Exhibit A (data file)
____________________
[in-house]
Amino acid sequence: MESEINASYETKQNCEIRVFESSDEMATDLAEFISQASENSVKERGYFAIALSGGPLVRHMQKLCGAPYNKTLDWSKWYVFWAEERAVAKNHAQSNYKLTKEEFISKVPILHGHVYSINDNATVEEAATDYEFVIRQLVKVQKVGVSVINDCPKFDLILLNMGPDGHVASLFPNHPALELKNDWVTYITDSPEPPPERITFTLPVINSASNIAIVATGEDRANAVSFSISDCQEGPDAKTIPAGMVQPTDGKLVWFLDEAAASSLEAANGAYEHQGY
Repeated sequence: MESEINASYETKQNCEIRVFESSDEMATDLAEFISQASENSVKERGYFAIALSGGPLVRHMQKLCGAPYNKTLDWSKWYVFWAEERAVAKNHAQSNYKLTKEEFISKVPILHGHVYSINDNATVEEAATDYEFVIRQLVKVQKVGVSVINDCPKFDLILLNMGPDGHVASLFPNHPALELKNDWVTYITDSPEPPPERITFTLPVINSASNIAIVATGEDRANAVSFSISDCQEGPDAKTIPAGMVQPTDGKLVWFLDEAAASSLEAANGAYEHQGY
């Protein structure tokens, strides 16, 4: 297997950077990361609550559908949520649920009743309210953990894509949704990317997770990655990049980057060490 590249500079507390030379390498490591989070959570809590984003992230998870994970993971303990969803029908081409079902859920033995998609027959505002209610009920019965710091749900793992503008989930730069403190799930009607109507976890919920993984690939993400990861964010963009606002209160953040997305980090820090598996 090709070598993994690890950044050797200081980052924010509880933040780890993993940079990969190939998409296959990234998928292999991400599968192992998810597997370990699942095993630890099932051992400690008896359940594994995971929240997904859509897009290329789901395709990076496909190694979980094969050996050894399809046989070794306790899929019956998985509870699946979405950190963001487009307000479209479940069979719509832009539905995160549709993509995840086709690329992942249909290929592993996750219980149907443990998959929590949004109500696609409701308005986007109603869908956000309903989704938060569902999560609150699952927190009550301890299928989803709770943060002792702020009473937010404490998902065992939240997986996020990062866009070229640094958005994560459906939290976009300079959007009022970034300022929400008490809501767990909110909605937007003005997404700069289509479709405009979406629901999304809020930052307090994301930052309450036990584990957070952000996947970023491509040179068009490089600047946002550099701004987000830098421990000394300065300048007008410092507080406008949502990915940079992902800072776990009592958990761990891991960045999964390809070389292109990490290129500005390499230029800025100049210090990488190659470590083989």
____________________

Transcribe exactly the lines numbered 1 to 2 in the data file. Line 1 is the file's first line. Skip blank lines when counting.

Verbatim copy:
[in-house]
Amino acid sequence: MESEINASYETKQNCEIRVFESSDEMATDLAEFISQASENSVKERGYFAIALSGGPLVRHMQKLCGAPYNKTLDWSKWYVFWAEERAVAKNHAQSNYKLTKEEFISKVPILHGHVYSINDNATVEEAATDYEFVIRQLVKVQKVGVSVINDCPKFDLILLNMGPDGHVASLFPNHPALELKNDWVTYITDSPEPPPERITFTLPVINSASNIAIVATGEDRANAVSFSISDCQEGPDAKTIPAGMVQPTDGKLVWFLDEAAASSLEAANGAYEHQGY